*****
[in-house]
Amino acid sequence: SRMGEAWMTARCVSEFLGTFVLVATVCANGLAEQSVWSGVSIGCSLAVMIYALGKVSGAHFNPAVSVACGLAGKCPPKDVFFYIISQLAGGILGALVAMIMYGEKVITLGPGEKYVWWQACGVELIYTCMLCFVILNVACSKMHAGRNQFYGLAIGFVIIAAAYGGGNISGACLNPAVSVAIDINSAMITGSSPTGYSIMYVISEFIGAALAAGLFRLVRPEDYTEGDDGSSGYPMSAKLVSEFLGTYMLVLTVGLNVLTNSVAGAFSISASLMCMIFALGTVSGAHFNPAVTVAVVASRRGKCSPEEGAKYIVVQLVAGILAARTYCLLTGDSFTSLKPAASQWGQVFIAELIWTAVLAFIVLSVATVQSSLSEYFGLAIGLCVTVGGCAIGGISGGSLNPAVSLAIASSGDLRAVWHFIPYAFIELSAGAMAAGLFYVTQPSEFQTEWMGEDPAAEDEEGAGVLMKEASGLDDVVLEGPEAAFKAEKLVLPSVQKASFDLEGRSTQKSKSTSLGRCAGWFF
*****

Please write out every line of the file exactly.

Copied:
[in-house]
Amino acid sequence: SRMGEAWMTARCVSEFLGTFVLVATVCANGLAEQSVWSGVSIGCSLAVMIYALGKVSGAHFNPAVSVACGLAGKCPPKDVFFYIISQLAGGILGALVAMIMYGEKVITLGPGEKYVWWQACGVELIYTCMLCFVILNVACSKMHAGRNQFYGLAIGFVIIAAAYGGGNISGACLNPAVSVAIDINSAMITGSSPTGYSIMYVISEFIGAALAAGLFRLVRPEDYTEGDDGSSGYPMSAKLVSEFLGTYMLVLTVGLNVLTNSVAGAFSISASLMCMIFALGTVSGAHFNPAVTVAVVASRRGKCSPEEGAKYIVVQLVAGILAARTYCLLTGDSFTSLKPAASQWGQVFIAELIWTAVLAFIVLSVATVQSSLSEYFGLAIGLCVTVGGCAIGGISGGSLNPAVSLAIASSGDLRAVWHFIPYAFIELSAGAMAAGLFYVTQPSEFQTEWMGEDPAAEDEEGAGVLMKEASGLDDVVLEGPEAAFKAEKLVLPSVQKASFDLEGRSTQKSKSTSLGRCAGWFF